Are cryptocurrencies a dream come true for cyber-extortionists?

September 12, 2017 by Nir Kshetri, The Conversation
More cryptocurrencies appear all the time. Credit: Wit Olszewski/

When malicious software takes over computers around the world, encrypts their data and demands a ransom to decode the information, regular activities of governments, companies and hospitals slam to a halt. Sometimes security researchers release a fix that allows computer owners to decrypt their machines without paying, but many people are forced to pony up to free their data.

In 2016, the FBI estimated that the ransomware industry took in US$1 billion – and that's only the cases officials know about. All that money isn't paid in cash. Before digital currencies existed, extortionists asked victims to send money by more formal transfer companies like Western Union or make deposits to bank accounts. Those were easily traced. Today, ransomware attacks demand payment in bitcoin and its ilk, systems praised by supporters for their transaction speed and protection of users' anonymity.

In researching cybercrime and cybersecurity for more than a decade, I have found that obtaining cybercrime proceeds is often the biggest challenge that cybercriminals face. In this regard, diffusion of cryptocurrencies is a major development that enables cybercriminals to achieve their goals. In fact, the escalation of ransomware attacks and the increasing prominence of cryptocurrencies may be connected. Some companies have invested in bitcoin and other cryptocurrencies specifically so they can pay extortionists if it ever becomes necessary. That helps contribute to the rapid growth in use and value of e-currencies. And as digital currencies become more common, ransomware attackers will have an easier time hiding their illicit transactions among the growing crowd of legitimate transfers.

Using cryptocurrencies in cyber extortion

The extortionists behind most ransomware attacks demand payments in bitcoin, the most popular cryptocurrency. The WannaCry attackers demanded between $300 and $600 per computer; the Petya ransomware wanted $300 in bitcoins before providing a code that would let victims decrypt their data. Not many people actually pay, though: WannaCry victims paid only about $241,000 in bitcoins to the extortionists. If everyone infected had paid, the criminals would have received at least $60 million. It translated to a payout rate of 0.4 percent. Even fewer paid the Petya perpetrators: They got just 66 payments, totaling barely over 4 bitcoins, or about $18,200.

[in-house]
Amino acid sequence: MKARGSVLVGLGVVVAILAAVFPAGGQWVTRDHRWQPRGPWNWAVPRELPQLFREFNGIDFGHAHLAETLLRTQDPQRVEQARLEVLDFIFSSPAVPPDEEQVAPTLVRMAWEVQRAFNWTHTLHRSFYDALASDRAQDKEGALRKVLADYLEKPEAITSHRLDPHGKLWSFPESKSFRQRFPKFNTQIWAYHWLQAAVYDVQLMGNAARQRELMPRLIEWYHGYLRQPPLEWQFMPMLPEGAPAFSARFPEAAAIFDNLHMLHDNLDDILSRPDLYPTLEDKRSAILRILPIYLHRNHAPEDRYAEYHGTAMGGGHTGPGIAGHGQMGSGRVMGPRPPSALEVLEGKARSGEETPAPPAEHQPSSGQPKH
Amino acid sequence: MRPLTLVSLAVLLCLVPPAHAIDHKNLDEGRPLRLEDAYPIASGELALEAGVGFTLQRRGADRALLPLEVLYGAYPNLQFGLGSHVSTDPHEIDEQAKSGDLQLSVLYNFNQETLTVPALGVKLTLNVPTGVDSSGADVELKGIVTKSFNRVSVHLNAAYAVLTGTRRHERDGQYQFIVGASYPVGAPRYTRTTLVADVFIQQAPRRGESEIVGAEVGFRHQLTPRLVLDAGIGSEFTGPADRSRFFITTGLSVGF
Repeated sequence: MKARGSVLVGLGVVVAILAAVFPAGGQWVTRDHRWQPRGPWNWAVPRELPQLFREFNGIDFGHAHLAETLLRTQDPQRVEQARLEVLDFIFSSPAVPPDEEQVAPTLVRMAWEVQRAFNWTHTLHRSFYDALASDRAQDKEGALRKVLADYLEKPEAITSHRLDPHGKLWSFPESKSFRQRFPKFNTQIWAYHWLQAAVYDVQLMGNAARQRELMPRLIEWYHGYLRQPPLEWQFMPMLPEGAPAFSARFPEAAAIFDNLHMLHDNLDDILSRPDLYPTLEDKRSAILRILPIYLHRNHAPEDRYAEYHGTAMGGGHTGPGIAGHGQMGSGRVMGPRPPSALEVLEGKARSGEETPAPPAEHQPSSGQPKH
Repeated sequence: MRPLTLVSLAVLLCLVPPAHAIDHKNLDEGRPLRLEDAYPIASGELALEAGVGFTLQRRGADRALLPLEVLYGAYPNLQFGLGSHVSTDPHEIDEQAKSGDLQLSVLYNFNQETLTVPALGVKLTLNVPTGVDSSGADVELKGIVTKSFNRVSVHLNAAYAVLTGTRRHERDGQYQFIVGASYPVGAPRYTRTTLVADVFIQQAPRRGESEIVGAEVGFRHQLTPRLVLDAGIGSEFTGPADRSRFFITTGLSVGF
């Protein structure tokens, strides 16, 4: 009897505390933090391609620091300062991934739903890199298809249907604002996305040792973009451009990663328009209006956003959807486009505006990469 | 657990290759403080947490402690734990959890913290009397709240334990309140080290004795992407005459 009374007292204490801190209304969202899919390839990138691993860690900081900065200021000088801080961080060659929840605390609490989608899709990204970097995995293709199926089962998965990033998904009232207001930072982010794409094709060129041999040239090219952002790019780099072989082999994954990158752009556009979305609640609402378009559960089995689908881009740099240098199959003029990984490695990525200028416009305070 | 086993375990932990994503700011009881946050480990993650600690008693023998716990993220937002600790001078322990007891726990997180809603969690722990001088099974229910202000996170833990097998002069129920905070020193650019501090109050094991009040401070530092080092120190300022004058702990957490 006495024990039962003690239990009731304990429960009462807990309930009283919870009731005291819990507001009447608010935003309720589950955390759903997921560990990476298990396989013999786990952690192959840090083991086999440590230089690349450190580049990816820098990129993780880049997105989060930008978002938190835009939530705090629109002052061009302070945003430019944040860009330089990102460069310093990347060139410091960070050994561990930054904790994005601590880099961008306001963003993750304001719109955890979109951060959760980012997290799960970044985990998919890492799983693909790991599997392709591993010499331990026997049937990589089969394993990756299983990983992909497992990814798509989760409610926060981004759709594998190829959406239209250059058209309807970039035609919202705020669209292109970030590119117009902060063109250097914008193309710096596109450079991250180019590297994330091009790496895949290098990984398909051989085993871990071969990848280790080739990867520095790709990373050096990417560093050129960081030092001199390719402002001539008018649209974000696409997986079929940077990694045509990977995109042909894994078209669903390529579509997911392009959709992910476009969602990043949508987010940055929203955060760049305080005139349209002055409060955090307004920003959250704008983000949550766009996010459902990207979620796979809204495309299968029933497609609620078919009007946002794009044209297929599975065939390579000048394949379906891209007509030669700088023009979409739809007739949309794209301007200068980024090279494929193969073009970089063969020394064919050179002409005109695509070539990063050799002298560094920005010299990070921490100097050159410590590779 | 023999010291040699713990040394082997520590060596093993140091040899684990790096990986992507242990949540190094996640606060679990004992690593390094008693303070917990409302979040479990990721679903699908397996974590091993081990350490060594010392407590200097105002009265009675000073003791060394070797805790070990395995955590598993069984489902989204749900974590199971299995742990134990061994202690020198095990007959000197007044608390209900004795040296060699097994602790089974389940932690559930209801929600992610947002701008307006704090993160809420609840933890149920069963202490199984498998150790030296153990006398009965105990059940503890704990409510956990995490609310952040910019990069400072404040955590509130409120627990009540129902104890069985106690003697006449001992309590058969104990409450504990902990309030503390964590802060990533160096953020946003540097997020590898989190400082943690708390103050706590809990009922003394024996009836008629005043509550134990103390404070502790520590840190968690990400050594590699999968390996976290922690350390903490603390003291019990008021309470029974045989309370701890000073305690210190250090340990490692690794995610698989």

Other attacks are more successful: In June, a ransomware attack hit more than 150 servers owned by South Korean web hosting firm Nayana. More than 3,400 of the company's customers were affected – mostly small businesses running their websites on Nayana's equipment. Nayana itself stepped up, taking loans to cover a payment of more than $1 million in bitcoins to the attackers, saying it had to save its clients' sites.

The attackers don't always need to make much money to be effective. Many cybersecurity researchers believe that Petya attacks were carried out with political motives rather than for financial gains. But ransomware has a much higher payout rate than other common cybercrimes. One study found that for every 12.5 million spam emails sent promoting a fake online pharmacy, the scammers got only one response. That's a success rate of about 0.000008 percent. They make a lot of money – up to $3.5 million a year – only by sending out enormous numbers of messages.

Trusting cyberthieves?

One reason cybercrime success rates are low is that victims don't trust the extortionists to actually unlock their data once they get paid. In 2016, about a quarter of the organizations that paid ransoms were not able to recover their data.

The WannaCry attackers were particularly bad: Their system was labor-intensive, requiring the criminals to manually connect payments with encrypted files before letting victims decode them. In fact, a flaw in the WannaCry attack software made it almost impossible to decrypt a paying victim's data.

More sophisticated methods do exist, including those that incorporate what are called "smart contracts," another aspect of some cryptocurrency systems that runs a particular program as part of completing a transaction. In those ransomware , making payment automatically releases the information a victim needs to decrypt and recover hijacked files.

Preparing for future ransomware

The fear of ransomware is growing. In mid-2016, a study found that one-third of British firms had bought bitcoins just in case they needed to pay off ransomware attackers. More than 35 percent of large firms, those with more than 2,000 employees, reported being willing to pay as much as $65,000 to unlock critical files. Even Cornell University was reported to be stockpiling bitcoins in case of a future attack.

At the same time, and other similar systems are becoming much more popular. In 2016, the total value of all cryptocurrencies was 0.025 percent of the world's GDP. By August 2017, that number had increased more than eight-fold, to 0.21 percent of global GDP – about $162 billion. The World Economic Forum projects cryptocurrencies will hold 10 percent of global GDP by 2027.

These cycles are self-reinforcing: The more transactions there are involving cryptocurrencies, the harder it will be to trace where the money is going. As a result, cybercriminals will use cryptocurrencies more often – forcing their victims (and even potential targets) to invest in cryptocurrencies, too.

Explore further: Global ransomware attacks on the rise: Europol

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